A version of this post originally appeared on the author’s blog.
One controversial feature of Mitt Romney’s tax proposal, detailed in a paper by Brookings last month, is that it would raise the burden on middle and lower income earners. Raising taxes typically flies in the face of conservative orthodoxy, but in the post-Reagan era the Republican Party has shown itself willing to entertain almost any tradeoff that would provide for a tax cut for high-income individuals — the theory being that letting the wealthy keep more of their money is the best way to stimulate the economy. But the Romney proposal, in seeking not only to lower taxes on the rich but also to achieve deficit neutrality, would propose to pay for a reduction in the top marginal income tax rate with increased revenue raised from the middle class.
Hiking taxes on the middle class in the midst of a sluggish recovery would of course be loathsome to liberals and possibly even to some conservatives. After all, for those who see high unemployment as the central problem in our economy, the thought of increasing the financial burden on struggling middle class families would seem cruel and pointless. But on closer inspection, perhaps there is some logic to the Romney proposal.
It’s an enduring truth that taxes are both good and bad. Tax revenue enables the government to do good things like build highways and bridges and provide a safety net for the elderly. But taxes also deprive people of money that they could otherwise spend or invest in ways that would grow the economy. However you feel about tax policy, it’s a mistake to assume that taxation as an institution is wholly good or bad, and therefore it’s a mistake to assume that Mitt Romney’s proposal to increase taxes on the middle class is a wholly bad idea. In a recent column, Matt Yglesias offers two considerations that help us understand why:
One [consideration] is the “incentive effect” of taxes—higher taxes mean less incentive to do economically valuable things. The other is the “income effect”—less money in your pocket means more incentive to do economically valuable things. The genius of Romney’s plan is that by eliminating deductions it leaves middle class families with less money in their pockets (so a pro-growth income effect) while also lowering the tax rate they pay on a marginal dollar of additional earnings (so a pro-growth incentive effect).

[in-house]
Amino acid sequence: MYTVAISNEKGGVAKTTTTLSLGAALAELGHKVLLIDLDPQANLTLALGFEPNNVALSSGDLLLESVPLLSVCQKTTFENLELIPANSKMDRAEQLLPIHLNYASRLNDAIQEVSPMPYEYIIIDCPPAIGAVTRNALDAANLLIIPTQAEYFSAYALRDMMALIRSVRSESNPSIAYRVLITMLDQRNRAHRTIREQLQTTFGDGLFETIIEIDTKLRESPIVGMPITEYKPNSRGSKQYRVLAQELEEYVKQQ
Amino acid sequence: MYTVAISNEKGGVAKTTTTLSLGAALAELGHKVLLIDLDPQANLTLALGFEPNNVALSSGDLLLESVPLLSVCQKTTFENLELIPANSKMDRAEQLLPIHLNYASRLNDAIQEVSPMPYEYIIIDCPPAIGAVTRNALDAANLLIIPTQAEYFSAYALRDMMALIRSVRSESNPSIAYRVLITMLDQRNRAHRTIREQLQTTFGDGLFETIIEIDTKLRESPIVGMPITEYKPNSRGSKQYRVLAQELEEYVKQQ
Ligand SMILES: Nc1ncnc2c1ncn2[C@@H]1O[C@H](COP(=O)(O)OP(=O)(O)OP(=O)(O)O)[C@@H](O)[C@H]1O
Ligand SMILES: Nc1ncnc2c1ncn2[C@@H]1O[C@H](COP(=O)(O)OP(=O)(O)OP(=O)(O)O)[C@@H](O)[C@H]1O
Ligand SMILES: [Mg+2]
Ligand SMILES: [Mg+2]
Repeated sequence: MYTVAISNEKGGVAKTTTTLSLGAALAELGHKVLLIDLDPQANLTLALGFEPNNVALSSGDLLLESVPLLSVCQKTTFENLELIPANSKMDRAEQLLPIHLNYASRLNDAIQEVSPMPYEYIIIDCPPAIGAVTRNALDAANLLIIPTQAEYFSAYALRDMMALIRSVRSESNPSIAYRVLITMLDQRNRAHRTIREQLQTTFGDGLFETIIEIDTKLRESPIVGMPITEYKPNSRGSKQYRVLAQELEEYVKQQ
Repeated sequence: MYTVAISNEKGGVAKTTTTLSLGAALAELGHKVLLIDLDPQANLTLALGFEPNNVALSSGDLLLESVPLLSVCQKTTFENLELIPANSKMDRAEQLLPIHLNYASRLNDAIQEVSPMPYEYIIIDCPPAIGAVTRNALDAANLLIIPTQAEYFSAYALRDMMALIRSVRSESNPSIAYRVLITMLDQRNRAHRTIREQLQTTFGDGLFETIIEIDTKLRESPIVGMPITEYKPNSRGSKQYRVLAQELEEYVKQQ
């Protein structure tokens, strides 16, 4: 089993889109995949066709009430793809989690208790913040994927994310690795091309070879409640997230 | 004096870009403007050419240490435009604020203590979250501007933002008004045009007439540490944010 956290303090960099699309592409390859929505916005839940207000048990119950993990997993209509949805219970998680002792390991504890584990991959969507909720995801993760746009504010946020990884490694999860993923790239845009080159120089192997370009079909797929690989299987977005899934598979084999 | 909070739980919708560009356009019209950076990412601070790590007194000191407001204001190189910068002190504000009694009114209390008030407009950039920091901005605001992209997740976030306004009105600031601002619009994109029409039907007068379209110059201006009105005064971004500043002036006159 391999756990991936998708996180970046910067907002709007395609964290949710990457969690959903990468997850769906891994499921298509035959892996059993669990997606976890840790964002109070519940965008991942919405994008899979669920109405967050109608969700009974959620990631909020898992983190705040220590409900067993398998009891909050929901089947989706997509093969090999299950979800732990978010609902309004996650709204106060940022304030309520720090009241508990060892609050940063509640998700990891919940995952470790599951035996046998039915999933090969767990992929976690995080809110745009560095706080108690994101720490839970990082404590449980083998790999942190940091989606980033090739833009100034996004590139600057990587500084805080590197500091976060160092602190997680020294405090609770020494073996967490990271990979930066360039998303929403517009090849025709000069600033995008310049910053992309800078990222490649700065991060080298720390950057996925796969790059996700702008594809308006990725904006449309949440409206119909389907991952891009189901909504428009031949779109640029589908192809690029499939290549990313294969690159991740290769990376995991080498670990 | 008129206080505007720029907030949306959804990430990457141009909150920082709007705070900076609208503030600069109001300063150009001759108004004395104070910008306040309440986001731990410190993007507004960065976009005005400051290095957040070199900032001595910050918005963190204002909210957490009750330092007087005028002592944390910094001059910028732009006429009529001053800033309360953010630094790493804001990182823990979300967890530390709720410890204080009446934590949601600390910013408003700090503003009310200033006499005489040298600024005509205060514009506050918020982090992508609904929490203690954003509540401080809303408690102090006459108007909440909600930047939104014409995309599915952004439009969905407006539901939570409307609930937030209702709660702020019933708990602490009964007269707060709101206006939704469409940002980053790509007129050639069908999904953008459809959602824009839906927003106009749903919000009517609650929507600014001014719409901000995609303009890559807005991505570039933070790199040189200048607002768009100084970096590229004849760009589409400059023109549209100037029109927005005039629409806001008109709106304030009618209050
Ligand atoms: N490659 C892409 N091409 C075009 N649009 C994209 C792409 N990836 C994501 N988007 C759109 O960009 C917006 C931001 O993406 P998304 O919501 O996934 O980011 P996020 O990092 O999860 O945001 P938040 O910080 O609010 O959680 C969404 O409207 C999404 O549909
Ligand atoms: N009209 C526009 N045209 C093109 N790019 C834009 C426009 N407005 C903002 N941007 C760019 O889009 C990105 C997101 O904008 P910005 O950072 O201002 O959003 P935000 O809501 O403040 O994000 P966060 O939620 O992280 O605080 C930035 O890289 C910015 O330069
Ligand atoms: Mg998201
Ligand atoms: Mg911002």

One problem with this framework is that within any given income bracket, these “effects” could have disparate outcomes. Two middle class individuals, subject to the same increase in taxes, could react in starkly different ways. Similarly, two wealthy individuals, subject to the same reduction in taxes, could react differently. If “higher taxes” equates to “less money in your pocket,” then all this framework really tells us is that depending on your personality, higher taxes will give you either “less incentive to do economically valuable things” or ”more incentive to do economically valuable things.” That’s not terribly prescriptive as far as tax policy is concerned, but it does make clear that one of Romney’s key assumptions is that the “income effect” overrides the “incentive effect” for middle income earners, while just the opposite is true for the wealthy — thus the proposal for raising taxes on the middle class and reducing them on the rich.
This all fails to capture an issue of even greater importance, however. For the wealthy, incentives matter a great deal. Increasing the top marginal tax rate by a couple of percentage points wouldn’t drastically alter the ability of a rich person to kick money into the economy through spending and investment, but it might weaken his incentive to spend and invest freely. With the middle class this isn’t the case. Increasing the tax rate by a few percentage points on middle earners wouldn’t just affect how they felt about kicking money in the economy; it could actually prevent them from doing so. Romney is, for all we know, aware of this downside, but the gambit is that middle class families, if forced to pay higher taxes, would work harder to regain that money taken out of their pocket. That extra hard work would provide a stable, long-term boost to the economy, and meanwhile, the extra revenues generated by the middle class tax hike would allow the wealthy to keep more of their money and spend or invest it in ways that would allow the middle class to play catch-up more quickly.